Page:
Updated Thursday, 3 p.m.
A Bay Area-based First Amendment group is suing the California attorney general and Department of Justice, looking to force the release of law enforcement misconduct and shooting information unsealed by a new state law.
Attorney General Xavier Becerra declined to provide any misconduct or use-of-force records about DOJ employees on Feb. 2 in response to freelance reporter Darwin BondGraham's request.
The San Rafael-based First Amendment Coalition, which filed the lawsuit Thursday in San Francisco Superior Court, received a similar rejection from the California Attorney General's Office. The letter points to ongoing cases in county courts brought by police unions throughout the state.
Those court challenges aim to block the release of records created before Jan. 1, 2019, the date the law took effect.
Citing a "significant privacy right" enjoyed by California law enforcement for decades, Becerra's rejection lent credibility to the police union arguments that the landmark law — Senate Bill 1421 — should apply only to future cases.
The "nonretroactive" interpretation has been repeatedly rejected by state Sen. Nancy Skinner (D-Berkeley), the law's author, and more recently, a Contra Costa County judge.
"[U]ntil the legal question of retroactive application of the statute is resolved by the courts, the public interest in accessing these records is clearly outweighed by the public's interest in protecting privacy rights," the attorney general's rejection letter says.
The First Amendment Coalition's lawsuit points out that the DOJ isn't directly arguing that past records should be kept secret.
"[I]nstead, it argues that because a handful of police unions have sued to prevent the release of records under the new law ... it can refuse to release records," the petition says. It's asking a San Francisco court to order the attorney general to provide those documents.
The Department of Justice has yet to hand over its records on police misconduct and serious use of force, and it has not yet responded to a public records request from KQED and the Bay Area News Group.
Citing police privacy laws that the new law rescinded, Becerra stood by his position on waiting for direction from the courts.
"When it comes to disclosing a person’s private information, you don’t get a second chance to get it right," Becerra said.
In the days following the attorney general's rejection, a growing number of local and county law enforcement agencies began citing Becerra's position directly or making a similar argument to withhold pre-2019 records.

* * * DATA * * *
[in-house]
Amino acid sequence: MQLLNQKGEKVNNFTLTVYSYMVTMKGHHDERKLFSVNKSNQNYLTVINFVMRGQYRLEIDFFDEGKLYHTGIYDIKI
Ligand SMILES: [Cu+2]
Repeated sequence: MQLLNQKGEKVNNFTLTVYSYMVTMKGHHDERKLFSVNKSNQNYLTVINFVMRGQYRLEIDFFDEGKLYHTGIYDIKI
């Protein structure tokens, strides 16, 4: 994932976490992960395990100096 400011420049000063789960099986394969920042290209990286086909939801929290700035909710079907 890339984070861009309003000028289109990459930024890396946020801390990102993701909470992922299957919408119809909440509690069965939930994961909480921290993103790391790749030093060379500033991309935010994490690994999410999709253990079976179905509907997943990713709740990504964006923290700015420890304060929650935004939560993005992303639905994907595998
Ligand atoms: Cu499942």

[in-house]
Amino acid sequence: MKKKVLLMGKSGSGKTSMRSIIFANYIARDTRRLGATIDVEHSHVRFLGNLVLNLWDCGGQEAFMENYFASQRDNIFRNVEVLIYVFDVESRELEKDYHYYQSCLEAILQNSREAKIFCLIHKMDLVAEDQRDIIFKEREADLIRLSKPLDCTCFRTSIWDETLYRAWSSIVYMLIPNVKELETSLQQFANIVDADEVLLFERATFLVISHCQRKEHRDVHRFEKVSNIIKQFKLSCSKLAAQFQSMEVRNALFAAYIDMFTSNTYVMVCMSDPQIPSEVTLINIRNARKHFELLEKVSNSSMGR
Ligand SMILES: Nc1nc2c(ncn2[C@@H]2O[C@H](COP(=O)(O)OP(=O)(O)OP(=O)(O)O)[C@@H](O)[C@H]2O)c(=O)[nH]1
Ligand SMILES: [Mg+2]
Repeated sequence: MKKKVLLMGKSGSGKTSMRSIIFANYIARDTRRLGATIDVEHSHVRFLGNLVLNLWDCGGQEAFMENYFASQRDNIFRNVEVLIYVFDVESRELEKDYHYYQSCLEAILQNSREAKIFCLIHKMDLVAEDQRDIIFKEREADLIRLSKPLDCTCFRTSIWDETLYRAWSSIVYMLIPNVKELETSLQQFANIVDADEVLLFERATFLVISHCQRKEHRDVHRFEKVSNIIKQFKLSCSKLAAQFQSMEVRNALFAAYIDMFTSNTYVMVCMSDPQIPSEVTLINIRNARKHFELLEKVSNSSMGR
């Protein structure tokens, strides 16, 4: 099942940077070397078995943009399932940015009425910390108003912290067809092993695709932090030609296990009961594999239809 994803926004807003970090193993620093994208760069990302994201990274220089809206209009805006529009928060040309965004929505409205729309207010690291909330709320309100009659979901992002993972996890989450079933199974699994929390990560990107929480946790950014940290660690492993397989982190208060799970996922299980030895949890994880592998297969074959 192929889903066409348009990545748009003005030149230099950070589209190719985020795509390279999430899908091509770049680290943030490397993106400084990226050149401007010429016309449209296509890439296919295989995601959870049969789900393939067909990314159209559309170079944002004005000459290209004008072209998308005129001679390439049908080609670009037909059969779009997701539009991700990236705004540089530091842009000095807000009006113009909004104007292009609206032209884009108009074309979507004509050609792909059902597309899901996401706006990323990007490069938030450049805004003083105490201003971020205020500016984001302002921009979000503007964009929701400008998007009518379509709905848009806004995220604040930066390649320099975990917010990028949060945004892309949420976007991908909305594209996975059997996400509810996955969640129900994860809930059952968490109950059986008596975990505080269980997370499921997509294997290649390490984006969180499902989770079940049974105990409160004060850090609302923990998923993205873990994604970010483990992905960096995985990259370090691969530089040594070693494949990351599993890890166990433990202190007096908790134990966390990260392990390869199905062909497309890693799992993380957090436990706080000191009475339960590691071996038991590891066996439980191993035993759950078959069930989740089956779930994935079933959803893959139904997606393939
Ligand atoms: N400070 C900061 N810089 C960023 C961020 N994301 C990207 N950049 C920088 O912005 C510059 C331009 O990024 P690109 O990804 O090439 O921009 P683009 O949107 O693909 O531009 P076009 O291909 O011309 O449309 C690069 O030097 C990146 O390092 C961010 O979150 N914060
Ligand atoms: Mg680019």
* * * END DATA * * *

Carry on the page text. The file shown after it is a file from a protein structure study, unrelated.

"This is the highest law enforcement officer in the state, and (he's) taking a position that unfortunately is now being adopted by other agencies that might have otherwise disclosed these records," said David Snyder, executive director of the First Amendment Coalition. "It's disturbing and it's directly counter to what the clear purpose of this law was, and that is to disclose all records regardless of when they were created that relate to the most serious forms of police misconduct."
In contrast, the vast majority of law enforcement agencies throughout the state have either provided those records or say they plan to do so. In response to KQED and BANG's requests to more than 350 agencies, 65 had provided at least a synopsis of the files they have. Some have released detailed case files.
The first records released under the law exposed sexual misconduct and potential exploitation by former cops in Watsonville and Burlingame, prompting the San Mateo County district attorney to reopen a criminal inquiry in the latter case.
Detailed internal investigations released by Rio Vista showed findings of excessive force and dishonesty by the former president of the police officers' association, who was fired and now works as an investigator for Uber. A Rio Vista officer is facing firing in a separate case in which a woman was mauled by a police dog during an illegitimate arrest.
And despite the attorney general's position, the state Department of Consumer Affairs provided KQED and BANG with an internal investigation Monday, showing that a veteran San Bernardino County sheriff's deputy and state investigator had stolen thousands of bullets over his 30-year career, trading the ammunition for weapons at a friend's gun shop. Despite the former investigator's confession and loads of physical evidence recovered, he was never charged with theft.
"The Public Records Act makes very clear that quick disclosure of records is essential," Snyder said, adding that otherwise there's no real way to hold public officials and agencies accountable.
"The public has to know as quickly as possible about what's going on in their government so that they can take action as quickly as possible," he said.
Sukey Lewis of KQED News and Thomas Peele of the Bay Area News Group contributed to this report.